1-Year Halt on Landfills Passed
Legislators on Thursday gave final approval to a one-year moratorium on new landfills. The legislation (SB 353) halts the permitting process of some proposed projects and implements a study to determine the environmental implications of landfills on
I worked with environmental advocates in pushing for the moratorium in the House after the Senate sent us the bill based on a 48-0 vote. Six proposed new landfills – located in
Stormwater Rules Approved
Legislators gave final approval on Wednesday to new rules that oversee how stormwater runoff is managed in more than 150 small- and medium-sized communities (SB 1566). The Senate voted unanimously to approve a House version of the bill that lays out rules for land developers who disturb at least one acre of land in unincorporated counties and small cities and towns. These developers would have to create and enforce a plan as to how they intend to control rain and other water runoff to reduce the chances that pollutants could enter waterways. The bill would require subdivisions and other home developers to install stormwater controls if they build near shellfish waters. Developers would have to set up retention ponds or vegetation to control rainwater runoff in coastal areas where more than 12 percent of the land is covered by buildings, pavement, gravel or athletic courts. This is a major step in water quality protection, and has been several years in the making. The measure now goes to Gov. Easley’s desk.
It was a good week for the environment, in sharp contrast to weeks that we’ve reported on the subject in previous newsletters. In addition to the landfill moratorium and the stormwater bill, there is more good news. A terrible bill relating to contaminated sites (HB1778, SB1132) was put to rest for this session. It would have drastically changed NC’s policies regarding cleanup of contaminated sites and resulted in potentially significant groundwater resource loss. The measure will likely return in 2007, but it is hoped with more time for all stakeholders to negotiate a more acceptable proposal. Also, SB1862, regarding nutrient offset payments for development in sensitive areas of the Neuse and Tar-Pamlico river basins, was amended via another bill, S 927, to reinstate the originally proposed phosphorus fee, leaving the bill only half as bad as it had been. S.2051, approved by the House last week, promotes energy and water efficiency, promotes the use of biofuels, and codifies energy assistance for low income individuals.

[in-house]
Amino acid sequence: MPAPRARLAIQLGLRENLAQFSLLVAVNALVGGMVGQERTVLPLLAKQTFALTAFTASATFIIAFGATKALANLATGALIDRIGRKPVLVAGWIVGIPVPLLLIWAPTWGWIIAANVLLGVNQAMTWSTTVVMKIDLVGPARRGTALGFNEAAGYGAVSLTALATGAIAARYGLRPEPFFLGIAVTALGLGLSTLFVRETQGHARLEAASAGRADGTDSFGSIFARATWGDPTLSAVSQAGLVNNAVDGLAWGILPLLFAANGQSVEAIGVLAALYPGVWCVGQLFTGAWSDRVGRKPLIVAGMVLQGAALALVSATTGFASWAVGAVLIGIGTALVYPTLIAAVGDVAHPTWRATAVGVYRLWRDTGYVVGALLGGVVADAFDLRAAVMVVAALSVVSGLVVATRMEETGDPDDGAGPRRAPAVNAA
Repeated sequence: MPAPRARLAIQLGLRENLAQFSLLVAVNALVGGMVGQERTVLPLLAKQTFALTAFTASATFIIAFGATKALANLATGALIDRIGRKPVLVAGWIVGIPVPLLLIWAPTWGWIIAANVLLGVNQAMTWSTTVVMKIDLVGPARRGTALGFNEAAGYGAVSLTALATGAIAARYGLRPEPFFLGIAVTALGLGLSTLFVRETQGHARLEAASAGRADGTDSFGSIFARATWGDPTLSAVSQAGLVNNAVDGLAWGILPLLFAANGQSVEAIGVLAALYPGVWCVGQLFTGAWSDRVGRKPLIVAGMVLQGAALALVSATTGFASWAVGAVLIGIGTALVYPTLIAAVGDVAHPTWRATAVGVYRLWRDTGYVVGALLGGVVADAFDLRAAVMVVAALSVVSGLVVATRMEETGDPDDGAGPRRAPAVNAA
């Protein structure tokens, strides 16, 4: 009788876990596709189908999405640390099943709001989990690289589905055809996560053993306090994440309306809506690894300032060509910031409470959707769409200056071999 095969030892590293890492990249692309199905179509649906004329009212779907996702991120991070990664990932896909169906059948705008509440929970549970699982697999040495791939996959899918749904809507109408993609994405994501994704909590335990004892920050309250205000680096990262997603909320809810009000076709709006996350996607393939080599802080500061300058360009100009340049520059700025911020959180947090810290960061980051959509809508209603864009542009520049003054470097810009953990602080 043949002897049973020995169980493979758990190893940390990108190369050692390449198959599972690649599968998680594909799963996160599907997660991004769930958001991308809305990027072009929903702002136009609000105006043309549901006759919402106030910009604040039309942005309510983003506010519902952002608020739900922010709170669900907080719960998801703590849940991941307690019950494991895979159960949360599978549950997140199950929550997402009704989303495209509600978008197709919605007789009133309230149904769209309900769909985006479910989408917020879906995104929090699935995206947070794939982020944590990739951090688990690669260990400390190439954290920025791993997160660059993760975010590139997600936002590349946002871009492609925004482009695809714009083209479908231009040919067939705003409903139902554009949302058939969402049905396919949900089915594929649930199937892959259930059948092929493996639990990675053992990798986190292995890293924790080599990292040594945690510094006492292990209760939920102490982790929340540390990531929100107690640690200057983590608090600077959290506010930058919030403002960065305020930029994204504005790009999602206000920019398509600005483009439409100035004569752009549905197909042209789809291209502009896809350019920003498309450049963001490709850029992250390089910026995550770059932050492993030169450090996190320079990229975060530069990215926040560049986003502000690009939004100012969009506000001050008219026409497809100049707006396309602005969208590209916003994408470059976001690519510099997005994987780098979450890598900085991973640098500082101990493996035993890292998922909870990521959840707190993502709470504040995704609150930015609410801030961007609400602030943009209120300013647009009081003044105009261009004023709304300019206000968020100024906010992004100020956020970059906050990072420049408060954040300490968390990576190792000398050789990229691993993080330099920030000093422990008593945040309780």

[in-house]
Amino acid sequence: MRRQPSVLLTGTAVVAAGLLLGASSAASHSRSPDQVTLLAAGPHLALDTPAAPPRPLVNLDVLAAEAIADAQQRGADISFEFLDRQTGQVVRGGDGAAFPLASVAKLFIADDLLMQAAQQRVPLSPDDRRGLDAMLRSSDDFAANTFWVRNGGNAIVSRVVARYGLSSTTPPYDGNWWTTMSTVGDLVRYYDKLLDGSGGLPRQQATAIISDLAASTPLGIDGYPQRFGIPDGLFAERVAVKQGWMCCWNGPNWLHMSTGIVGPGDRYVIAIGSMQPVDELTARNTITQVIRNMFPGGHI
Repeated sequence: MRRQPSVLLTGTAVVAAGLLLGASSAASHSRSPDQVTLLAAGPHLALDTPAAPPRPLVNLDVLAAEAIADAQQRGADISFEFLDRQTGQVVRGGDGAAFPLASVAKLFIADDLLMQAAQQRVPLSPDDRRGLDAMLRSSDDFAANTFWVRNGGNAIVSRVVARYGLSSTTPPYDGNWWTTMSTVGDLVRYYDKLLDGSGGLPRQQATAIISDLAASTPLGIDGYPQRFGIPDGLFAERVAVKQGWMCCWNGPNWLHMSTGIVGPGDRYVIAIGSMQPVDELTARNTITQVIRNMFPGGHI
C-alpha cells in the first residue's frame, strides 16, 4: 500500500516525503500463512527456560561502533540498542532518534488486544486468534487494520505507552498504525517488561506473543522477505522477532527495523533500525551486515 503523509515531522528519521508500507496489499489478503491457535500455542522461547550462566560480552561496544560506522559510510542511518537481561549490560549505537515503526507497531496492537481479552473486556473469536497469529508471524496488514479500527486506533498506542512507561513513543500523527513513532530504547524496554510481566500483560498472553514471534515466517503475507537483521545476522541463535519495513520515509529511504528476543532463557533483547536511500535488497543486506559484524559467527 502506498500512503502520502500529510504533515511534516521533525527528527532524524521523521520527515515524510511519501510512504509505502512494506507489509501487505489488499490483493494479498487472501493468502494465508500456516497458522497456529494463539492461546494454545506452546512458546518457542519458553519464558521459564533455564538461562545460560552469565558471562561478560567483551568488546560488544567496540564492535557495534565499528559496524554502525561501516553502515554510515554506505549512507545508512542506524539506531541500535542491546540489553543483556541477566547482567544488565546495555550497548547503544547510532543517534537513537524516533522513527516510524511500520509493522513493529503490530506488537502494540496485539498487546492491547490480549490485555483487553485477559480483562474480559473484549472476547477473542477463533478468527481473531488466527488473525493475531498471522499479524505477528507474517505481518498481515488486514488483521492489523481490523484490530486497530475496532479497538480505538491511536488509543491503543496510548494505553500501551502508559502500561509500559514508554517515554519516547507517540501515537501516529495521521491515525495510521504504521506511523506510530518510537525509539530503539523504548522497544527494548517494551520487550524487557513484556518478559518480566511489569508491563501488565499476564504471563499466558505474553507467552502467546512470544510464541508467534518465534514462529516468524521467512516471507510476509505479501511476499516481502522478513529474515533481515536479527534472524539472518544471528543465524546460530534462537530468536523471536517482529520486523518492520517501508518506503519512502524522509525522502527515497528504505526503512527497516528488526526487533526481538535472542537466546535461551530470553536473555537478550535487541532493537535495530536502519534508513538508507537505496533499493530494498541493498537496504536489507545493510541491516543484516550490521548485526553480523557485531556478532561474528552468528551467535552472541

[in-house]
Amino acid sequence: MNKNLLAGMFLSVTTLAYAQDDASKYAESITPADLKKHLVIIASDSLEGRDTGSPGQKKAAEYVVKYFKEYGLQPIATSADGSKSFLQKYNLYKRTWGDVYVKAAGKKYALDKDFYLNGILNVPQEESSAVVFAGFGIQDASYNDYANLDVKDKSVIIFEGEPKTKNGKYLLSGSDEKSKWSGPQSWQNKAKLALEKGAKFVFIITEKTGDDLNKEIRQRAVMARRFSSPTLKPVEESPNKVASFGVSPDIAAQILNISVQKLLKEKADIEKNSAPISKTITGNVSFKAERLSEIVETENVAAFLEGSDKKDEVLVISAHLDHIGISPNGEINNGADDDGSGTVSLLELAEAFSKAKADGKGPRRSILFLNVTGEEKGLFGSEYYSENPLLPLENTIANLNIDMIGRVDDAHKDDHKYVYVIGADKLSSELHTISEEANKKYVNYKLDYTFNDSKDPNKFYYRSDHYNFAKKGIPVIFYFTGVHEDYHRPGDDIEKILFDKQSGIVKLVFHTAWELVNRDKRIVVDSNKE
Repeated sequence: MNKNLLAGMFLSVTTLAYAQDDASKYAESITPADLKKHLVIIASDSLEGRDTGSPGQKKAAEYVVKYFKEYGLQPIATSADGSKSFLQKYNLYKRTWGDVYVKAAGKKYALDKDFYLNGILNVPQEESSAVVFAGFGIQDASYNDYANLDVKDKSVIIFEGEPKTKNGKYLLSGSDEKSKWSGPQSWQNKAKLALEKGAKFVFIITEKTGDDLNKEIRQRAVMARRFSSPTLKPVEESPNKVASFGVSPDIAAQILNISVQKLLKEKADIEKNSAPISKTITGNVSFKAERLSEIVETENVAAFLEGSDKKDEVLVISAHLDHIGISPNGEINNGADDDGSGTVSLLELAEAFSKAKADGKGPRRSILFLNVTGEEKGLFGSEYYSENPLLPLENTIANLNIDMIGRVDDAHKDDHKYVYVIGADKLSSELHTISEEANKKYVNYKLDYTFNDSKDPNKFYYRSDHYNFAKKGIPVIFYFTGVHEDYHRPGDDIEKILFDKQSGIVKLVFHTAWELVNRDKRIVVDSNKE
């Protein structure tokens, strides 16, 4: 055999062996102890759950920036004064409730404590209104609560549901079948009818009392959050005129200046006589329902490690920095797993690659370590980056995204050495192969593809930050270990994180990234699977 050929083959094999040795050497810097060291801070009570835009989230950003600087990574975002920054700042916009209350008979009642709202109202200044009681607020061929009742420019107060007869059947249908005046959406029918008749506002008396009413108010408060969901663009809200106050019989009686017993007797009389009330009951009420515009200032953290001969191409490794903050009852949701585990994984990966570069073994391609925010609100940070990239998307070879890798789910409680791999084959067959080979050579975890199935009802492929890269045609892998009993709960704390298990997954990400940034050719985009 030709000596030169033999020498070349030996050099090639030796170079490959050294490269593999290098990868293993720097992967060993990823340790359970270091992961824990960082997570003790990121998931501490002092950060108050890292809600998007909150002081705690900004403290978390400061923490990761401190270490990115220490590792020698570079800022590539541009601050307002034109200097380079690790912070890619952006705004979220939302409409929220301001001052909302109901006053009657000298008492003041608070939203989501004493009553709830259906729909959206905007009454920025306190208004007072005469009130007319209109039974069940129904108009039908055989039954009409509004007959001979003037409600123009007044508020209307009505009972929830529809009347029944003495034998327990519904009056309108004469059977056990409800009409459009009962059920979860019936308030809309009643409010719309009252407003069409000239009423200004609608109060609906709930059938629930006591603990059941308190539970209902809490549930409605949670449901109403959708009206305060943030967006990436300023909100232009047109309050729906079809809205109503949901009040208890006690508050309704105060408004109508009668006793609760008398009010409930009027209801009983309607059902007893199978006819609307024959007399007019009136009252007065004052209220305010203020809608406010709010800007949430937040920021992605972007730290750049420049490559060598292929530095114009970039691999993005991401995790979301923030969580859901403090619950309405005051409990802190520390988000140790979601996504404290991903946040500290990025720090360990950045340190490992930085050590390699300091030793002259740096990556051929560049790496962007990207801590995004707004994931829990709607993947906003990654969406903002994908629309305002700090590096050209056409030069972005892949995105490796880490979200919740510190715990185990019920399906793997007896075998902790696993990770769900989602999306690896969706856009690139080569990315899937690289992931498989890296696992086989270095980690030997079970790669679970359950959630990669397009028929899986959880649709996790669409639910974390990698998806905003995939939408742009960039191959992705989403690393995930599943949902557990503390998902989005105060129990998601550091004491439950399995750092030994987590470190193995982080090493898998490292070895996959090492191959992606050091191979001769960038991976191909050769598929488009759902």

The news wasn’t all good. HB2812, Energy Future Act, which I introduced with 65 co-sponsors, and was headed to the omnibus study bill, was yanked out of the study bill at the last minute at the request of the Duke and Progress Energy lobbyists. The study would have required NC’s Public Utilities Commission to take into account public health and environmental impacts in the cost of electricity generation. I have been advocating for a more sustainable energy policy in NC, and this was to be a step in that direction.